Male black grouse strut to show off their feathers
A coalition of charities is hoping the black grouse will soon be spreading its wings after the success of a project to save the endangered birds.
Supporters hope to move the distinctive bird into north-west Northumberland and the Yorkshire Dales after its decline was reversed in the North Pennines.
The English population has grown from 773 males in 1998 to 1,029 males two years ago.
Conservationists hope to provide the right conditions so the birds thrive.
The birds are currently in their mating season, during which the males perform showy early morning displays in woodland leks, or mating arenas.
They need dense vegetation, cover for nesting and protection from predators and mature woodland for winter food.
Pairs also need boggy areas, which are home to insects for chicks.
BLACK GROUSE FACTS
Male: glossy blue-black plumage, striking red wattles, curved black tail feathers; females are camouflaged in reddish brown plumage
More than 20 males can gather on early spring mornings. Males strut to show off their tail feathers and accompany their circular display with a cooing, bubbling song to attract females.
After mating, male birds go in search of another partner
The males measure around 55cm from bill to tail, have a wingspan of 80cm and weigh around 1.25kg; females are around 40cm, have a 65cm wingspan and weigh about 950g.
Phil Warren, project officer for Black Grouse Recovery, said the "remarkable" comeback in the North Pennines had been "a huge achievement".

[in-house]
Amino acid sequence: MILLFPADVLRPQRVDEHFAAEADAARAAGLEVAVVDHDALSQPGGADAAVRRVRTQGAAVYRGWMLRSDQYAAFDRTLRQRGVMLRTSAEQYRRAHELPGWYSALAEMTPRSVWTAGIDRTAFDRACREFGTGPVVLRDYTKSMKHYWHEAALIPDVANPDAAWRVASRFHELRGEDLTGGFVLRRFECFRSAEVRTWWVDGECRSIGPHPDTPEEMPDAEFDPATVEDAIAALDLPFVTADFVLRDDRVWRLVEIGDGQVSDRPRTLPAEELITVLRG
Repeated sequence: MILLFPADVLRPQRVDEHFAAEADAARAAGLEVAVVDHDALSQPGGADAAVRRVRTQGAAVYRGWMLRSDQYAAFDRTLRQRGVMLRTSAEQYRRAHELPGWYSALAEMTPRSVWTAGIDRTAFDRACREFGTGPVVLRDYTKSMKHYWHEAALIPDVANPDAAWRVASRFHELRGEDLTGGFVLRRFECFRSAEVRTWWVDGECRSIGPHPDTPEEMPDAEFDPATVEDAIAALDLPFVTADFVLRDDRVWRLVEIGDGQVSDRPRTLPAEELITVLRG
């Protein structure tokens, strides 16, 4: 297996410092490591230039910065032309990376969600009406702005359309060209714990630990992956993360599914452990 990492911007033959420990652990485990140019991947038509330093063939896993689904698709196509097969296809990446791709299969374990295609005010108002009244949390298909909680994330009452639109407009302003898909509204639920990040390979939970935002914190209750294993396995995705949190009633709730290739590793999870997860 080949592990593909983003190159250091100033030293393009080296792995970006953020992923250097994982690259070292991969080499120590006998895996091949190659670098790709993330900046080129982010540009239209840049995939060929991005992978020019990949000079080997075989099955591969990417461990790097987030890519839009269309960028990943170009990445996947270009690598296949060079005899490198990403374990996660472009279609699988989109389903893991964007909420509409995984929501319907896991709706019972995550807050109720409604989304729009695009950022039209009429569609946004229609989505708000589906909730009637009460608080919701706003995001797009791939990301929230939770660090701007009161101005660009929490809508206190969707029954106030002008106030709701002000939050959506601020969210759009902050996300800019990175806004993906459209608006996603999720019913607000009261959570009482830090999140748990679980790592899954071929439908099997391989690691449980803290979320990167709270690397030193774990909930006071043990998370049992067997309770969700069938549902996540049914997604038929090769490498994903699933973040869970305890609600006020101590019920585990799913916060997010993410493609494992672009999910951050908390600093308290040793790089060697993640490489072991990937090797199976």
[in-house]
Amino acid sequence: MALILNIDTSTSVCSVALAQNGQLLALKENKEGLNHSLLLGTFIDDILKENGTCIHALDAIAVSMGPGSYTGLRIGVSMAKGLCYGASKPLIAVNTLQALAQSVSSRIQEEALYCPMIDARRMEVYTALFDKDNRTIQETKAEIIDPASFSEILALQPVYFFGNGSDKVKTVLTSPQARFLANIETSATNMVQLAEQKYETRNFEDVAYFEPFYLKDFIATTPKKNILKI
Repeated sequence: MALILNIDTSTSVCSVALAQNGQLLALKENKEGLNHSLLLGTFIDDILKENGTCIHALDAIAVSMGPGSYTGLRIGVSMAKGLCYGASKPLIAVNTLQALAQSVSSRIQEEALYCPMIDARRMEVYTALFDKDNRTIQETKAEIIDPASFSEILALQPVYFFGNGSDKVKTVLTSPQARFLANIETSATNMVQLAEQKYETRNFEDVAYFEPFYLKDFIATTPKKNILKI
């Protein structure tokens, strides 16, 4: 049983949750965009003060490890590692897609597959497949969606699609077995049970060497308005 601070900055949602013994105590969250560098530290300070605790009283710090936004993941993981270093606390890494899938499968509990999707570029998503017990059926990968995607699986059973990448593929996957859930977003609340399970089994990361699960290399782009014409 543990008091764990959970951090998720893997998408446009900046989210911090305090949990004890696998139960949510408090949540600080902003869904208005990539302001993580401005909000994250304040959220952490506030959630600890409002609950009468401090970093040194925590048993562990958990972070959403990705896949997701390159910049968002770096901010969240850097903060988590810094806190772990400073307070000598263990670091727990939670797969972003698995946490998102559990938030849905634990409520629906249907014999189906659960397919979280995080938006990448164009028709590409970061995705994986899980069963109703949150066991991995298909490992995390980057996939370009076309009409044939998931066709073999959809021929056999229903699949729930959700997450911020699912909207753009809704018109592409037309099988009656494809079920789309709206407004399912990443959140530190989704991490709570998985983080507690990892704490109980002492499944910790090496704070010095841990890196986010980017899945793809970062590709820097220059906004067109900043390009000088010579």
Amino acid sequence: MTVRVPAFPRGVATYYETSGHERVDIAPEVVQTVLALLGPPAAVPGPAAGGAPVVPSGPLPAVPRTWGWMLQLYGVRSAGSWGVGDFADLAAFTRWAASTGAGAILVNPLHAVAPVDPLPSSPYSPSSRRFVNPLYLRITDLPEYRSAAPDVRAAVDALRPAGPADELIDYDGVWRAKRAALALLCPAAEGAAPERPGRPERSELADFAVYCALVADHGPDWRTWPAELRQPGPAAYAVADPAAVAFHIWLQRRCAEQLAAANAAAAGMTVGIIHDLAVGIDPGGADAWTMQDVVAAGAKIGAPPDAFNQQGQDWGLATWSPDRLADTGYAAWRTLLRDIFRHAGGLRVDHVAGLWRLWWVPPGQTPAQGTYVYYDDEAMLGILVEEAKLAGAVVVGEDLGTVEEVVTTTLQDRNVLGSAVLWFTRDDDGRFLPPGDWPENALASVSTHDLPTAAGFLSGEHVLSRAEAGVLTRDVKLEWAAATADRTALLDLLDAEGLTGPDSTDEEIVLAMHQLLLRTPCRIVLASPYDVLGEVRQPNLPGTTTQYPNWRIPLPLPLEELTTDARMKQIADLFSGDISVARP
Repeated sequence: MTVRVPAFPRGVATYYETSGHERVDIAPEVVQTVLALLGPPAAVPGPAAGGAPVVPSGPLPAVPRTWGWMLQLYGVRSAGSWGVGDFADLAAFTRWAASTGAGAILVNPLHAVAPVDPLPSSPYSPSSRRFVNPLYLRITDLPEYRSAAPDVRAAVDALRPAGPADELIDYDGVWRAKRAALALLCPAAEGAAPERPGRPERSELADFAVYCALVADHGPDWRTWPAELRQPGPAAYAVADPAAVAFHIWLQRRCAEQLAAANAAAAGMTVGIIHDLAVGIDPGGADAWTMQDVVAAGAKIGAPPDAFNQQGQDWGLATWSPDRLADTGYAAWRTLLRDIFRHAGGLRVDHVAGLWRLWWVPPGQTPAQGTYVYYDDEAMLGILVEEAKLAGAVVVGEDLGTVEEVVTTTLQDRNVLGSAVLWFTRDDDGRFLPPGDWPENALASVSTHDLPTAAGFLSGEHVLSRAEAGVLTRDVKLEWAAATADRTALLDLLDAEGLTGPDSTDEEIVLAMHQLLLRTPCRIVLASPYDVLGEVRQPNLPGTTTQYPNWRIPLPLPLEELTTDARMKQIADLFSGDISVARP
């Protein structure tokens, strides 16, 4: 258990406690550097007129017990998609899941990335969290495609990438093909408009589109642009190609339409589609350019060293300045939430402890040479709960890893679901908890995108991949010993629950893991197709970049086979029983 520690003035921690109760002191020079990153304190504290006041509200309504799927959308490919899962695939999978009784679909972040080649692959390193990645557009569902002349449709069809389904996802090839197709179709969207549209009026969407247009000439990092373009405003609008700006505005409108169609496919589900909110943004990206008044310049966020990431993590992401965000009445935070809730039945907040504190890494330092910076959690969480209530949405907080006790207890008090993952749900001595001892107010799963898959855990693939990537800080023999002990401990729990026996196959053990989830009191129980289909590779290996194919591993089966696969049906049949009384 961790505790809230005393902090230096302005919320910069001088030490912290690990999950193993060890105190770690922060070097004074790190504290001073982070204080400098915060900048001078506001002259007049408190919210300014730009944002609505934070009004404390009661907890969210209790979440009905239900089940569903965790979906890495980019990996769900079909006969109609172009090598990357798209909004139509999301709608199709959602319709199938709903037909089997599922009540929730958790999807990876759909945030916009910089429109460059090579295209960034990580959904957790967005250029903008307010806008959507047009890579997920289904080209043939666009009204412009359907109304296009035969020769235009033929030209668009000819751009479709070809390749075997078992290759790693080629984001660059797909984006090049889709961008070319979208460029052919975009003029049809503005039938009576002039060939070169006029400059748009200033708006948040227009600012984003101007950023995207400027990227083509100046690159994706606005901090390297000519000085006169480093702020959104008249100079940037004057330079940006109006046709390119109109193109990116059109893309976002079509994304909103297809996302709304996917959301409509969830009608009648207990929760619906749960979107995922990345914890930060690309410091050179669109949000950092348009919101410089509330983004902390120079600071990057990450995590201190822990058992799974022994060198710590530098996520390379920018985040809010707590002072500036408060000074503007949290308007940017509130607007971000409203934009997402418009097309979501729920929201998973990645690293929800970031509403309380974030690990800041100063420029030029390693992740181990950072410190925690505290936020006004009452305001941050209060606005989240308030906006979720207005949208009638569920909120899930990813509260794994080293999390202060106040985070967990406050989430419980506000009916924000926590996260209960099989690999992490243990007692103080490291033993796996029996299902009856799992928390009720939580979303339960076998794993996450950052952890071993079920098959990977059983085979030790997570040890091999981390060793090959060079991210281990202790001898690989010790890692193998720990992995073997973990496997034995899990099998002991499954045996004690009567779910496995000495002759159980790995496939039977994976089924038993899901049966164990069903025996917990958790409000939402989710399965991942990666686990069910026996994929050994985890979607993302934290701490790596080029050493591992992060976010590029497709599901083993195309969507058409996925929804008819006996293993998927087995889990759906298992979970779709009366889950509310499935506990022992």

"We are particularly grateful to the many farmers, gamekeepers and grouse moor managers who have implemented our recommendations - such as improving habitats to boost insects needed by young black grouse chicks and controlling generalist predators such as red fox and carrion crow," he said.
"There is no doubt that without their support and enthusiasm we may have lost this enigmatic bird."
Morag Walker, of the Game and Wildlife Conservation Trust, said: "They were once very common but now they're not, because of predators, and a loss of habitat, and so on.
"We're now trying to expand their range so that they move out to other areas.
We're trying to get people on board in the project - landowners, gamekeepers, land managers."
She said there are already "little, isolated pockets" of the grouse in Northumberland and Yorkshire - "but they are tiny, tiny amounts compared to sparrows, for example, which are two-a-penny".
The North Pennines Black Grouse Recovery Project is a 12-year partnership between the Game & Wildlife Conservation Trust, Natural England, RSPB, Ministry of Defence, North Pennines Areas of Outstanding Natural Bea Partnership and Northumbrian Water.
Project leaders said the roll-out of the restoration plan was being funded by a new donation from Natural England and a contribution from the Yorkshire Dales National Park.